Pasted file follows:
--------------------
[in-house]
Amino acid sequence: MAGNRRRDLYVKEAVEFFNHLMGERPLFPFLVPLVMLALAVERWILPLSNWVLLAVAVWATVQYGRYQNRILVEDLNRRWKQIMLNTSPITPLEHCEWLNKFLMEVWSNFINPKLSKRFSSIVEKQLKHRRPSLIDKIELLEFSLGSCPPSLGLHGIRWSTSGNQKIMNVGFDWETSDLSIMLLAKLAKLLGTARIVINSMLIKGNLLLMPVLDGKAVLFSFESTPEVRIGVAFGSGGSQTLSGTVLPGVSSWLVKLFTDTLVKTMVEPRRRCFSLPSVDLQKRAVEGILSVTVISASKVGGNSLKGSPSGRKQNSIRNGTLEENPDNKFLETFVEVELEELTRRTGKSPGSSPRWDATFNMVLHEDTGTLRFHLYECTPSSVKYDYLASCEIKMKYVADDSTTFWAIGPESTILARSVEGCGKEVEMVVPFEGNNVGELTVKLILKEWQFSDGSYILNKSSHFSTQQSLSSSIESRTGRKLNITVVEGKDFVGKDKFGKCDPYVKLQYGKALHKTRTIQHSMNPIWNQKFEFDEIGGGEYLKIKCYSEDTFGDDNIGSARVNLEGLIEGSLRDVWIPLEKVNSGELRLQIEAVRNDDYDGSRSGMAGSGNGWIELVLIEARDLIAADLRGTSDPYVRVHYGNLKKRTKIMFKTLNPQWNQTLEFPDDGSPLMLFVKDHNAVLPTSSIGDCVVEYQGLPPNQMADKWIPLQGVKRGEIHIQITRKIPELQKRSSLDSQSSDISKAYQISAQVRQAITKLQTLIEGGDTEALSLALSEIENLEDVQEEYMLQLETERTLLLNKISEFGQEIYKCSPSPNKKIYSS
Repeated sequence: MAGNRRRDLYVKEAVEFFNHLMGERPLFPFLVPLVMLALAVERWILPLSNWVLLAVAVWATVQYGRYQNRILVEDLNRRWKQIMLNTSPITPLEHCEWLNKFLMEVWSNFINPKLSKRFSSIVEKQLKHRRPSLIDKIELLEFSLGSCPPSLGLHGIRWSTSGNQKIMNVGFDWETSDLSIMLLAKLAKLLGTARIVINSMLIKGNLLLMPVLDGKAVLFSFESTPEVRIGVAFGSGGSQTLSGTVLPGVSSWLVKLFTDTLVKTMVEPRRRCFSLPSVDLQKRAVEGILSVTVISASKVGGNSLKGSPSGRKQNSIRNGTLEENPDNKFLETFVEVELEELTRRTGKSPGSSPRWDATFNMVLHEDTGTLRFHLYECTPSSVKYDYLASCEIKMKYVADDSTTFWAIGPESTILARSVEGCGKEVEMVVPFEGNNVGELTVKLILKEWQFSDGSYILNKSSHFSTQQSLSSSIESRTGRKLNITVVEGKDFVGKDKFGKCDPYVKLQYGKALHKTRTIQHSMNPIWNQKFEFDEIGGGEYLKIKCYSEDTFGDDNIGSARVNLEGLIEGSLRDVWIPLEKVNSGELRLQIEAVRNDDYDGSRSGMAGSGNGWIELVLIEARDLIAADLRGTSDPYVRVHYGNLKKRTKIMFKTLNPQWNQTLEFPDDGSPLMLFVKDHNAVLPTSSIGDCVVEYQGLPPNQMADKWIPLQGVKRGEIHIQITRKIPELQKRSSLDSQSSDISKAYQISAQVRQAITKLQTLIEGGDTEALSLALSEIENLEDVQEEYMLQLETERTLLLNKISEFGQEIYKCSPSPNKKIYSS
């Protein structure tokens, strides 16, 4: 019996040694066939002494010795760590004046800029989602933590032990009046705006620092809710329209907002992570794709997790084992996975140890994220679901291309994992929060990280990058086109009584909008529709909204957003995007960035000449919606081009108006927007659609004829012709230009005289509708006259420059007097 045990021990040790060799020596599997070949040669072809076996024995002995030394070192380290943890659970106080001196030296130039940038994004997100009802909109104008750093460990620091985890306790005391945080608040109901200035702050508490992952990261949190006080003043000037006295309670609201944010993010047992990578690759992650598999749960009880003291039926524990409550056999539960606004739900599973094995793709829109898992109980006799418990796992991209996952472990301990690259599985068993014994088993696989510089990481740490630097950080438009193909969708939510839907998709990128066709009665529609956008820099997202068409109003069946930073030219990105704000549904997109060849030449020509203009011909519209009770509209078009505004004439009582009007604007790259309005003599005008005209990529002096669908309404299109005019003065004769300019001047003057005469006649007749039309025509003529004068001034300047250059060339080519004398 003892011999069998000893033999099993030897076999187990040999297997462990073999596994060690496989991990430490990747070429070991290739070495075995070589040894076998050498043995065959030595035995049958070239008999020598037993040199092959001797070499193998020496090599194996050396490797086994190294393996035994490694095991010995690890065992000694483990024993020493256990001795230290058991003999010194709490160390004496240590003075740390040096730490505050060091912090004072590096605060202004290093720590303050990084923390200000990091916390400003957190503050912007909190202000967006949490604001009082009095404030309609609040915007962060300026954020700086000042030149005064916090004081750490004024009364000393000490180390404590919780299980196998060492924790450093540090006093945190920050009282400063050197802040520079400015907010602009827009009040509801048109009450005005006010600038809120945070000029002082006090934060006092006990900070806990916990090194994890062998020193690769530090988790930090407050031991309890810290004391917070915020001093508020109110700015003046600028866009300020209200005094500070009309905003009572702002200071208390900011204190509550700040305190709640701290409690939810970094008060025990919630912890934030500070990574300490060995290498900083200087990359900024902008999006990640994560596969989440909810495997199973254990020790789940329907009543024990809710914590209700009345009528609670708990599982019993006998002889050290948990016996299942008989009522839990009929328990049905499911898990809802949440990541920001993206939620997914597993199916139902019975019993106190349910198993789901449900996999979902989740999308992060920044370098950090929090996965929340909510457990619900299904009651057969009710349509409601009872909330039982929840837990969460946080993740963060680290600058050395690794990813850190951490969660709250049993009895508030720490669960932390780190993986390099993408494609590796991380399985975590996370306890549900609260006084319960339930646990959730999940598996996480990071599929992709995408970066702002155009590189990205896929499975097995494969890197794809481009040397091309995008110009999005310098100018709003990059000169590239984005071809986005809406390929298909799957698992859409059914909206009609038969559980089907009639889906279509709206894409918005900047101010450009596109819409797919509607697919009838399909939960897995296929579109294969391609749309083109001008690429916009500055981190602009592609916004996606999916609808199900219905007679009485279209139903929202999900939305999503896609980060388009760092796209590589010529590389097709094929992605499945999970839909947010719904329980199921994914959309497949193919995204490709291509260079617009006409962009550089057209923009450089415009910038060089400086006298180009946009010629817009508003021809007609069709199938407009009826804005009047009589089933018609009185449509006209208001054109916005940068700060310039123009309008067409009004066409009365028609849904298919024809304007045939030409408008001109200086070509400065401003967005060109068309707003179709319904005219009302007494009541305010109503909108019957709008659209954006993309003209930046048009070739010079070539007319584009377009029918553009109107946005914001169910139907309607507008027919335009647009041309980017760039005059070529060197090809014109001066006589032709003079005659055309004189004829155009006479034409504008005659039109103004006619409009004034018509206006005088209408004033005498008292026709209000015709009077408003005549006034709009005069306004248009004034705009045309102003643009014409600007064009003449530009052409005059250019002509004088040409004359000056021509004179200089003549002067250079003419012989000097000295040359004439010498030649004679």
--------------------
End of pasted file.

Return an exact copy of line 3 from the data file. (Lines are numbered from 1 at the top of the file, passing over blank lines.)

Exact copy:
Repeated sequence: MAGNRRRDLYVKEAVEFFNHLMGERPLFPFLVPLVMLALAVERWILPLSNWVLLAVAVWATVQYGRYQNRILVEDLNRRWKQIMLNTSPITPLEHCEWLNKFLMEVWSNFINPKLSKRFSSIVEKQLKHRRPSLIDKIELLEFSLGSCPPSLGLHGIRWSTSGNQKIMNVGFDWETSDLSIMLLAKLAKLLGTARIVINSMLIKGNLLLMPVLDGKAVLFSFESTPEVRIGVAFGSGGSQTLSGTVLPGVSSWLVKLFTDTLVKTMVEPRRRCFSLPSVDLQKRAVEGILSVTVISASKVGGNSLKGSPSGRKQNSIRNGTLEENPDNKFLETFVEVELEELTRRTGKSPGSSPRWDATFNMVLHEDTGTLRFHLYECTPSSVKYDYLASCEIKMKYVADDSTTFWAIGPESTILARSVEGCGKEVEMVVPFEGNNVGELTVKLILKEWQFSDGSYILNKSSHFSTQQSLSSSIESRTGRKLNITVVEGKDFVGKDKFGKCDPYVKLQYGKALHKTRTIQHSMNPIWNQKFEFDEIGGGEYLKIKCYSEDTFGDDNIGSARVNLEGLIEGSLRDVWIPLEKVNSGELRLQIEAVRNDDYDGSRSGMAGSGNGWIELVLIEARDLIAADLRGTSDPYVRVHYGNLKKRTKIMFKTLNPQWNQTLEFPDDGSPLMLFVKDHNAVLPTSSIGDCVVEYQGLPPNQMADKWIPLQGVKRGEIHIQITRKIPELQKRSSLDSQSSDISKAYQISAQVRQAITKLQTLIEGGDTEALSLALSEIENLEDVQEEYMLQLETERTLLLNKISEFGQEIYKCSPSPNKKIYSS